Kennel cough is a tricky thing. Like human "colds and flu," it's a catch-all term that can refer to many highly contagious respiratory infections caused by different microbes, from viruses to bacteria to the peculiarly unclassifiable mycoplasmas. The vaccines in your pup's regular course of shots protect him against some of these pathogens, but leave him vulnerable to others.
The terms "kennel cough" and Bordatella are sometimes used interchangeably, but this isn't exactly correct. The more accurate term for kennel cough is "infectious tracheobronchitis." Bordatella is a genus of bacteria that includes one species, Bordatella bronchiseptica, that can cause respiratory infections in dogs. However, other pathogens, including canine adenovirus, parainfluenzas and influenzas, canine herpesvirus, mycoplasmas and Streptococcus bacteria can also cause infectious tracheobronchitis. Early stages of certain gastrointestinal infections and the extremely serious distemper and parvoviruses can also mimic kennel cough.
If you've ever caught the flu right after getting a flu shot, you understand some of the difficulty with kennel cough immunization. Vaccines cover some of the microbes that cause infectious tracheobronchitis, but not others. Your pup's core vaccines include parvovirus, canine distemper and canine adenovirus -- also called canine hepatitis. If you opted to get him a Bordatella shot or nasal spray, he's protected against canine Bordatella bacteria as well. However, vaccines for the other kennel cough pathogens are either not available, or administered very rarely. Further complicating the issue, most vaccines aren't effective until several days after your pup gets the shot and they don't work if he's already infected, even if he wasn't showing symptoms when he was vaccinated.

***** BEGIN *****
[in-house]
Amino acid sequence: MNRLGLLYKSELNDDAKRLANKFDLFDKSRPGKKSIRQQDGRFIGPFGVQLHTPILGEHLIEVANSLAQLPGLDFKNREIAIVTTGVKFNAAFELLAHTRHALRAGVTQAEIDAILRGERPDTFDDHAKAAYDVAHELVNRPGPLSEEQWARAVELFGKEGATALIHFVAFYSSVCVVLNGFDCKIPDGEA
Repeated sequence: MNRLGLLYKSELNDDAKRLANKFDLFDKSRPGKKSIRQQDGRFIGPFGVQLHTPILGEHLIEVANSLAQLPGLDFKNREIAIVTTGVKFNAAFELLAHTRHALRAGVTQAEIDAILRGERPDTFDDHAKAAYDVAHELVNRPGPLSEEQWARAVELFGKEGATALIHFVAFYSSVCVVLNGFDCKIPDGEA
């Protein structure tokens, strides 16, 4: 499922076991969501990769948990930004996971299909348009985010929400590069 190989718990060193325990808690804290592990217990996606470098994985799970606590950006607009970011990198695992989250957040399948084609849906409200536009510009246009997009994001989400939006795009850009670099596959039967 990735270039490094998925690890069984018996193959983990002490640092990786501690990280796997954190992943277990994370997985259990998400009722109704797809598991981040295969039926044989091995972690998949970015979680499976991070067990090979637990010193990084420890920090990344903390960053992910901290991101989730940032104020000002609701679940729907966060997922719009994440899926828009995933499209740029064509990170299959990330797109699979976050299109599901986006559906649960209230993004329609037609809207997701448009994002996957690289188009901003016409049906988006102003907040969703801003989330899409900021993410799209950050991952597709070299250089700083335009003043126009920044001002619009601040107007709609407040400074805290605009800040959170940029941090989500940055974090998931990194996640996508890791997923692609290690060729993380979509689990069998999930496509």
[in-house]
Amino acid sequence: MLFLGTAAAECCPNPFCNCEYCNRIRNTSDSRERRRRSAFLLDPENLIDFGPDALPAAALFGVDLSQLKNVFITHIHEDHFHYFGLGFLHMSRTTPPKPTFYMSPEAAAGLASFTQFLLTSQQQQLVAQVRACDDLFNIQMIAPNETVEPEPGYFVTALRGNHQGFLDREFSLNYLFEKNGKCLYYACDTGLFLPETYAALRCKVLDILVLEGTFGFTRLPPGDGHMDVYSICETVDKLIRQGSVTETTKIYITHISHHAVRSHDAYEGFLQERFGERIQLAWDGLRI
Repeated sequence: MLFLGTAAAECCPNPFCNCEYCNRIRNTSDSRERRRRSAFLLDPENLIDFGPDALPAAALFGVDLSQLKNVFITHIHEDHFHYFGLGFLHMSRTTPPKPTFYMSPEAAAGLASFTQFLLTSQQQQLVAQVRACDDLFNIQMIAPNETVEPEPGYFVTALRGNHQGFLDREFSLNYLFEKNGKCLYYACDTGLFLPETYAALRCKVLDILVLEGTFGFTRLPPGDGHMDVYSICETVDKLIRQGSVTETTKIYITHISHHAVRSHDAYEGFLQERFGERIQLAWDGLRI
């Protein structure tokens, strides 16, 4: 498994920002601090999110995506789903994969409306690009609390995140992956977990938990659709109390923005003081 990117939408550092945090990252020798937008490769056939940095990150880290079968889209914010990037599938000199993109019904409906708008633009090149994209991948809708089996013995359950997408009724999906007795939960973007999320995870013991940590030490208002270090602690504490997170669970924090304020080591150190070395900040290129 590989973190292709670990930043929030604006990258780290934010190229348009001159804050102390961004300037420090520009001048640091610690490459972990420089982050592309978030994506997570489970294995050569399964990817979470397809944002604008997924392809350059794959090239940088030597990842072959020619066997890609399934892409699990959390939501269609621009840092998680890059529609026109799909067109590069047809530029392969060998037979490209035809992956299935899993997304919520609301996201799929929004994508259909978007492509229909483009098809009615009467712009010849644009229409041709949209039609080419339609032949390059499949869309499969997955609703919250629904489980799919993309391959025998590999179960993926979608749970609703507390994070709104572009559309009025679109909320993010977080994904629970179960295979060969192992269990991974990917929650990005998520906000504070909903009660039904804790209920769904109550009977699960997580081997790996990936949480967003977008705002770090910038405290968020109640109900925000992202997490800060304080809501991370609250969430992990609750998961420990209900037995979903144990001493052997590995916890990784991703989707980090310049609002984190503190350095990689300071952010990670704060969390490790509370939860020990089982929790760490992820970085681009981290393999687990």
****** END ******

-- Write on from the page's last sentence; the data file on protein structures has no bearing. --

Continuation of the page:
Regardless of the responsible microbe, the most characteristic symptom of infectious tracheobronchitis is a loud, honking cough. A coughing dog usually stands with his head down and his front legs apart. Infected pups also discharge frothy white mucus from their noses and mouths and may have sneezing fits. Dogs with bacterial kennel cough infections may also produce copious quantities of green snot. All kennel cough infections are highly contagious and your puppy should stay away from other dogs.
Like human colds, kennel cough usually runs its course within three weeks. While your infected pup may appear tired and unhappy, it's also possible he'll be as active as normal, merely pausing to hack up a lung now and then. If your dog gets extremely lethargic and listless, it's been more than three days and his cough is getting worse rather than better, his phlegm is getting greener, he's vomiting or refusing food and water, get him to a vet. Some extremely serious infections start off looking like kennel cough, and some tracheobronchitis cases come down with life-threatening secondary infections, including pneumonia.
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